Tuesday, October 5, 2010

Minimalism. A goal.

I have a ton of shit. Seriously. I buy things all the time. From $7 knock-off wayfarers to $750 cameras. I have over 40 baseball hats. I have something in the range of 30-35 pairs of shoes (from my computer chair I can actually touch six pairs of shoes right now). I have more t-shirts than I know what to do with - some of which are over 10 years old. I have dozens of books I've never read, and itunes songs I've never taken the time to listen to. There is something about the accumulation of things that has both an awesome feeling of accomplishment, and yet, a rather empty feeling to it as well.

About a week and a half ago I was on Amazon.com again, searching for nothing and finding something. This time around it happened to be a couple of new books and another pair of shoes. As is the case with most online purchases, this one was primarily impulse, and as soon as the credit card number had been entered and the final "submit order" button had been clicked, I immediately began to question why I chose to buy shoes that cost me nearly $100 that I would probably only wear a few times a year. This is rare, mind you. I actually took a step back and wondered, "Why the fuck are you buying these? You don't need them. So why?" As soon as I realized I was unable to answer my own question, I made a promise to myself to return them as soon I got them in the mail. And I did.

You know what? It felt awesome. It felt awesome knowing that I technically just paid myself back $100. It made the fact that I got a parking ticket minimally draining on my finances. Using part of that money saved, I was able to go watch the Giants win the last game of the season, making the playoffs for the first time since 2003 - A memory that will last a lot longer than those shoes would have. More than anything though, it really made me think about all the crap I have - stuff that has literally cost me thousands of dollars, that has no significant or meaningful value.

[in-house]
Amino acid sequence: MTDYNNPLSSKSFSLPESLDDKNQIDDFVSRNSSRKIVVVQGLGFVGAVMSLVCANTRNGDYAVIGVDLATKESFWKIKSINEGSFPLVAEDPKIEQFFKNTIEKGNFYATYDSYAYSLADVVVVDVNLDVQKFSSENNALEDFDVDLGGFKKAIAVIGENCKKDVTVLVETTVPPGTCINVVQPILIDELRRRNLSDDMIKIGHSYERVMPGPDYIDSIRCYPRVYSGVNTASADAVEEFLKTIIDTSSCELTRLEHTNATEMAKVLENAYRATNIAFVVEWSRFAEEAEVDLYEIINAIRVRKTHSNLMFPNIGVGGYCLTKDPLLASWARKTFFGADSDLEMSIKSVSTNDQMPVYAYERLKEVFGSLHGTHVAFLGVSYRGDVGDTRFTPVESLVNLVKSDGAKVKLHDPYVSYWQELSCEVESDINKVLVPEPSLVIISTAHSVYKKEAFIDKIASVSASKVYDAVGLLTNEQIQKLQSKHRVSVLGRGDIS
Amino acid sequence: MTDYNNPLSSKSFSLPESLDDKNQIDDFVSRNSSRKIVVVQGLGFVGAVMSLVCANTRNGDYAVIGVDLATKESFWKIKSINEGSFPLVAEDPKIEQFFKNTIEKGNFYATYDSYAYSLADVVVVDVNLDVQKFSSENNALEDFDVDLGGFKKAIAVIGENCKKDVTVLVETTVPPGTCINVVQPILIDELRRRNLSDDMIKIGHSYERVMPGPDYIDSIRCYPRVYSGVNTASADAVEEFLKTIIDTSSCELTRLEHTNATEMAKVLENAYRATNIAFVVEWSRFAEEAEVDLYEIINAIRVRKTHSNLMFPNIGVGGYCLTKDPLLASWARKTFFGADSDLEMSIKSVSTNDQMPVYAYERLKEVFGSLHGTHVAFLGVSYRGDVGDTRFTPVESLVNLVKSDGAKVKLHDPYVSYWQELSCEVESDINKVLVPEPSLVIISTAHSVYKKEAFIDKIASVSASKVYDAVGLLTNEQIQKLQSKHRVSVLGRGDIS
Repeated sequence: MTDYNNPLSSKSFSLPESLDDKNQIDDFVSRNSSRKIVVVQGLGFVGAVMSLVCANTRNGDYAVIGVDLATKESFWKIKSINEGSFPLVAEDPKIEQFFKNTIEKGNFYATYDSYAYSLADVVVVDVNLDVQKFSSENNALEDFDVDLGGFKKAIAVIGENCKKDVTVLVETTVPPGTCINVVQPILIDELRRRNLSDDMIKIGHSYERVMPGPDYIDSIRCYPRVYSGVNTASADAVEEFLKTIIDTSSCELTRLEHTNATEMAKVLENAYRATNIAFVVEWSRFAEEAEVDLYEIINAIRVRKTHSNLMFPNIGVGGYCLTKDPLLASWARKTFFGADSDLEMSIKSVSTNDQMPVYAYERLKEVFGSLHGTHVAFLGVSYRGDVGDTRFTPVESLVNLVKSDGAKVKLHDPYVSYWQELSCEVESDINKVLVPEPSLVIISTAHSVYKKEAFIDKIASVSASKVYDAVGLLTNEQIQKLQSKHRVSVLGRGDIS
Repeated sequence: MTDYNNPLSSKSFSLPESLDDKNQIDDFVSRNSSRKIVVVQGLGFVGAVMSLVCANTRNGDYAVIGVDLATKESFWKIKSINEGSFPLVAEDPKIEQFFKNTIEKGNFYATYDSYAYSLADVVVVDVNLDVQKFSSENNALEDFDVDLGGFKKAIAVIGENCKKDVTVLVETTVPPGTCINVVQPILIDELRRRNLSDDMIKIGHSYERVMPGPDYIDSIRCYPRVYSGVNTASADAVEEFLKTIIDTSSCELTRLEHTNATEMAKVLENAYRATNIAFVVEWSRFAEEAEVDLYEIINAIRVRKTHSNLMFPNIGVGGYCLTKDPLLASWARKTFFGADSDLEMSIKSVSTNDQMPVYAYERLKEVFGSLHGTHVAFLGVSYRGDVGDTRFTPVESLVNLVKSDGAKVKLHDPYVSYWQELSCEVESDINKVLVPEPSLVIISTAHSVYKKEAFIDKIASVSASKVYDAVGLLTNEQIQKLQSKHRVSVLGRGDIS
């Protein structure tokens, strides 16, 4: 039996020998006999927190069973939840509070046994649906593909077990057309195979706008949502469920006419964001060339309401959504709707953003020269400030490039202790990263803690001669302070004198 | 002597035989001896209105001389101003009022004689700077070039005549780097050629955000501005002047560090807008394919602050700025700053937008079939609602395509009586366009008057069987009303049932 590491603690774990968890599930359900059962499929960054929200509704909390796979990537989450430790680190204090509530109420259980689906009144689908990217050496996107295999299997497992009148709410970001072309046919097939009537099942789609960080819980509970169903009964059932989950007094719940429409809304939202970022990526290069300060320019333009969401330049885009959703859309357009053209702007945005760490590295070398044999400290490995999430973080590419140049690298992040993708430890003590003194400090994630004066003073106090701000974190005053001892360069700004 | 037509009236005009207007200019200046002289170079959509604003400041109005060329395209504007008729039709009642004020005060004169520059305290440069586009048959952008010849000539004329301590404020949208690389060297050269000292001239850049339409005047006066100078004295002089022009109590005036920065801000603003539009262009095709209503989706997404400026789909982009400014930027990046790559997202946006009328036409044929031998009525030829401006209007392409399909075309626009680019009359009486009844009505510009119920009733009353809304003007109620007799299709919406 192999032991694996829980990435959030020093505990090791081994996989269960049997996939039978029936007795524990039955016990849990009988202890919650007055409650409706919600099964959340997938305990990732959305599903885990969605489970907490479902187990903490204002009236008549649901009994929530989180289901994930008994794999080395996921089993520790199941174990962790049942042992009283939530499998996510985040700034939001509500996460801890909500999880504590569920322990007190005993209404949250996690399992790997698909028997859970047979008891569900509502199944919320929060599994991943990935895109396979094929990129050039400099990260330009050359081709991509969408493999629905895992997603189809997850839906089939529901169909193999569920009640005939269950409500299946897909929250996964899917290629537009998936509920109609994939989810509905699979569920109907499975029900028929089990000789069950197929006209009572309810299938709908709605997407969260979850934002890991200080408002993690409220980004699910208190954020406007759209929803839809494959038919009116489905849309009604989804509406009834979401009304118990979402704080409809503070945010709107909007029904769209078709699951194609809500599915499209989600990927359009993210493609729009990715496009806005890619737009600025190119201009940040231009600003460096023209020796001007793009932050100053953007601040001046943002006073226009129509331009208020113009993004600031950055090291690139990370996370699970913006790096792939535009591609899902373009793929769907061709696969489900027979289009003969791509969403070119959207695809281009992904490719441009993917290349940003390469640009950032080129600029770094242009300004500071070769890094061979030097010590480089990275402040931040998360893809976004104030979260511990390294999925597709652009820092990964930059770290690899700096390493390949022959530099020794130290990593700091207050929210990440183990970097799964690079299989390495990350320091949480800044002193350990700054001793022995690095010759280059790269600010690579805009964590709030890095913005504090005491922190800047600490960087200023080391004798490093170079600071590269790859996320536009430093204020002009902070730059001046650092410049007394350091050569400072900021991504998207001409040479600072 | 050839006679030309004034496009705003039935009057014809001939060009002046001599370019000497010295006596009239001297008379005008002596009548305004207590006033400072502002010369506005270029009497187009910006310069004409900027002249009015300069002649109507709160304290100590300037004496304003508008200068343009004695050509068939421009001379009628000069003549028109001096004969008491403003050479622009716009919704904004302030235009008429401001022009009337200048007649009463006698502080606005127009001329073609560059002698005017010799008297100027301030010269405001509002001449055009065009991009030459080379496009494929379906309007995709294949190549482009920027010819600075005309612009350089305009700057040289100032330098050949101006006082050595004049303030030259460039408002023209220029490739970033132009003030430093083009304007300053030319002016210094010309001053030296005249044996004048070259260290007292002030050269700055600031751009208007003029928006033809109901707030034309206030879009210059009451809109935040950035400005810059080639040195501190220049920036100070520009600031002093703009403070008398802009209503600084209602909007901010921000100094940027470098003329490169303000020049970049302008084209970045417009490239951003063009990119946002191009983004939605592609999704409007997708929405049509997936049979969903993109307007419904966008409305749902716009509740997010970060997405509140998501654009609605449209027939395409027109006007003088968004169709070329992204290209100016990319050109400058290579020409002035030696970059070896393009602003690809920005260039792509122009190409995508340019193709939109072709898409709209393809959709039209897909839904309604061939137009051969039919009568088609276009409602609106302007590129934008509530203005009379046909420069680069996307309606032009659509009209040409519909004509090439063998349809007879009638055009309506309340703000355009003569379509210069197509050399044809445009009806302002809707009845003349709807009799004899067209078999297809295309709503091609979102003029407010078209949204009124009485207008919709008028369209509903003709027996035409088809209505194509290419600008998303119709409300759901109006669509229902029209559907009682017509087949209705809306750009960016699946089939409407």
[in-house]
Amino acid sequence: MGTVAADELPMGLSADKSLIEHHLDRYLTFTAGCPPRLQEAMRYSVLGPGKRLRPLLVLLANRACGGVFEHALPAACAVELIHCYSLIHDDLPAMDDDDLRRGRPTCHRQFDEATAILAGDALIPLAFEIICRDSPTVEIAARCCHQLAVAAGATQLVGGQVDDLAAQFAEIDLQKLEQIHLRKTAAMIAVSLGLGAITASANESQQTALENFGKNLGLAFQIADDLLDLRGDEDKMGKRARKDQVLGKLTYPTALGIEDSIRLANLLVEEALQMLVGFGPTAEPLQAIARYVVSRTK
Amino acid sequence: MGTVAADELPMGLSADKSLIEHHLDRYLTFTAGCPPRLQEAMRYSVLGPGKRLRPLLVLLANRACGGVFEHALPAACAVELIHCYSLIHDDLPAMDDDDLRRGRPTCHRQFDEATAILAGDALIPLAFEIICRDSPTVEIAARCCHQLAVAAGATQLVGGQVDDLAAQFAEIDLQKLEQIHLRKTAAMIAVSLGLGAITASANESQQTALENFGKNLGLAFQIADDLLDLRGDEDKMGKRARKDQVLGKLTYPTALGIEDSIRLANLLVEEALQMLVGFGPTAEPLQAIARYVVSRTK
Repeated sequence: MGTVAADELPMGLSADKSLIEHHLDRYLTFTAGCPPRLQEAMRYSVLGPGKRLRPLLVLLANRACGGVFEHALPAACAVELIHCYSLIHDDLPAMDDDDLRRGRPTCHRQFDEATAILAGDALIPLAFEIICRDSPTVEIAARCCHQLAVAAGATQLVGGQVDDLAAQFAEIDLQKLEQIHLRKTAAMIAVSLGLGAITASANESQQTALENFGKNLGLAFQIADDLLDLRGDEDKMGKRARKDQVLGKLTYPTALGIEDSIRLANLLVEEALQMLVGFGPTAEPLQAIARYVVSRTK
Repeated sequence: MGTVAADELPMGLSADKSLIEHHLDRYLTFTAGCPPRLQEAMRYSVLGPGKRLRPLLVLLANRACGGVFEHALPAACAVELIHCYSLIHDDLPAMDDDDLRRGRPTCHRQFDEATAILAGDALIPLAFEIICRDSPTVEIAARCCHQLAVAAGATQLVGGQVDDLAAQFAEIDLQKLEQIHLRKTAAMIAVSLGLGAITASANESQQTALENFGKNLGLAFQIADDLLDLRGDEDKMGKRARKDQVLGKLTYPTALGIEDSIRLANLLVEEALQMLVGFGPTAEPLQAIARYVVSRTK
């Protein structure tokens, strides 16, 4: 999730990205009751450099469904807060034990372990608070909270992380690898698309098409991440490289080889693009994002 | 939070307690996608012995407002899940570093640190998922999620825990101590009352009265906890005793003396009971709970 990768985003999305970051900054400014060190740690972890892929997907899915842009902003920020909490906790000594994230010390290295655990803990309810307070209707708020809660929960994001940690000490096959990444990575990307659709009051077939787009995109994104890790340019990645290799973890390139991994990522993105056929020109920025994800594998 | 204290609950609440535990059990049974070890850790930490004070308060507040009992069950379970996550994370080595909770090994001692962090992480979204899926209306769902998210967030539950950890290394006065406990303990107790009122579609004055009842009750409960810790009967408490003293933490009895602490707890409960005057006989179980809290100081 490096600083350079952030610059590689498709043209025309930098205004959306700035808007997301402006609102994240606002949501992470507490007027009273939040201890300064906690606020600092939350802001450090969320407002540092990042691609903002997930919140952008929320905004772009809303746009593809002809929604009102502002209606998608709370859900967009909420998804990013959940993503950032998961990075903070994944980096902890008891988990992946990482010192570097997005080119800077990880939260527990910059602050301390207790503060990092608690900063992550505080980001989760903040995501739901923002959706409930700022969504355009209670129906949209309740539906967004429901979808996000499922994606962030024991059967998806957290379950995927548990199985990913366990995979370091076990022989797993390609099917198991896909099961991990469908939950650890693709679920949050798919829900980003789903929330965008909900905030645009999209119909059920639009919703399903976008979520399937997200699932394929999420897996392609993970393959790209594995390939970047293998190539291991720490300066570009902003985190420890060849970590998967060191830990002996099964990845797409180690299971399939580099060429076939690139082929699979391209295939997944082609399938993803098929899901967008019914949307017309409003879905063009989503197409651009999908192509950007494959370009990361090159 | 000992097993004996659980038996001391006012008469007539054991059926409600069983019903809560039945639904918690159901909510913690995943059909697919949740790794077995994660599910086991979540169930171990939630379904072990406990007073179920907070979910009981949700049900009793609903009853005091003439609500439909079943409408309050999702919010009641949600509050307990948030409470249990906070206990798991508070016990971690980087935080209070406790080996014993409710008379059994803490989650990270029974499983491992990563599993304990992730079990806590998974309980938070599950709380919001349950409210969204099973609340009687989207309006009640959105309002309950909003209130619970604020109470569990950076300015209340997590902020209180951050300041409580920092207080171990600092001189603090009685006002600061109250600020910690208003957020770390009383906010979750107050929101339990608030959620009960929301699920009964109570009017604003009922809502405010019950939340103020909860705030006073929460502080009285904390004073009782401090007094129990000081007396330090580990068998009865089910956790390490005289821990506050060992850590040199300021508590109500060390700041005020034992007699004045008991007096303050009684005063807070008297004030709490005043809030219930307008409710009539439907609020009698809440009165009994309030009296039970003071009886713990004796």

In his most recent blog, Everett Bogue writes about what he considers the "Secret of Happiness". His most important message? You don't have to have a lot of money or things. Describing why so many people are unhappy, he says:

"You’re unhappy because you sit in a car all day, and then come back and sit on your couch all night, which makes you want to buy a new car because you think it will make you happy. Really you’re just wasting thousands of dollars on a piece of metal that isolates you from the world — and thus happiness. When you spend 20-grand on a car, you have to work a gazillion hours to pay that off...stop buying, stop watching TV, sell your crap, and start living your life."

No doubt these ideals are a bit extreme considering the way most of us are living our lives, but it sure does make you think when you read his words. Especially when you take a step back and try to realize why it is we are doing the things we do on a daily basis. He discusses all this and more in his book, The Art of Being Minimalist.

Anyway. My "End-Year's" Resolution is to go through a ton of unnecessary things in my life and see what I've been keeping because I want it or if it is in fact something that I truly need. While I will make an honest effort to minimize the unnecessary, I know that there will still be some things I will retain that will undoubtedly be extraneous. This is something new, and I'm sure I will learn to live with a lot less over time, though it has to start somewhere.

I'll let you know how it goes in the in-between time.

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